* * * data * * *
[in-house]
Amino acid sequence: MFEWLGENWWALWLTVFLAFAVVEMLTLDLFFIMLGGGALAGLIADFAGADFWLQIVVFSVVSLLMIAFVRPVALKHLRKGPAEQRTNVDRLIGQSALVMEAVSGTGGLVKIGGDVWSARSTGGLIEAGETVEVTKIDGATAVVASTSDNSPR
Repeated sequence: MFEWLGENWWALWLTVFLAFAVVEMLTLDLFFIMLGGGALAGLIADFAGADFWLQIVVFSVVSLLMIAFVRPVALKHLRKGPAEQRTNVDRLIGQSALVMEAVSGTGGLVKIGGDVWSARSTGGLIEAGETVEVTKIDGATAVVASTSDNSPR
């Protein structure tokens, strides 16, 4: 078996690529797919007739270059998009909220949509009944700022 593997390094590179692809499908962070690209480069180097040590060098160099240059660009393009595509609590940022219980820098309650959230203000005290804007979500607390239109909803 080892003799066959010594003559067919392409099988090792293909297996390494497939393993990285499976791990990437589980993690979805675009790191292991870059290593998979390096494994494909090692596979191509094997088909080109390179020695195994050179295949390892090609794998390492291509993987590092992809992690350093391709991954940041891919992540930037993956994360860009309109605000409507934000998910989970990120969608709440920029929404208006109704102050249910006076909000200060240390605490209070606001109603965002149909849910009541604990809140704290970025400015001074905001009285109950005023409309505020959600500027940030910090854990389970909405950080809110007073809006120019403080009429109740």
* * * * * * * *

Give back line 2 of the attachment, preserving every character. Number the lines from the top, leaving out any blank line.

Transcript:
Amino acid sequence: MFEWLGENWWALWLTVFLAFAVVEMLTLDLFFIMLGGGALAGLIADFAGADFWLQIVVFSVVSLLMIAFVRPVALKHLRKGPAEQRTNVDRLIGQSALVMEAVSGTGGLVKIGGDVWSARSTGGLIEAGETVEVTKIDGATAVVASTSDNSPR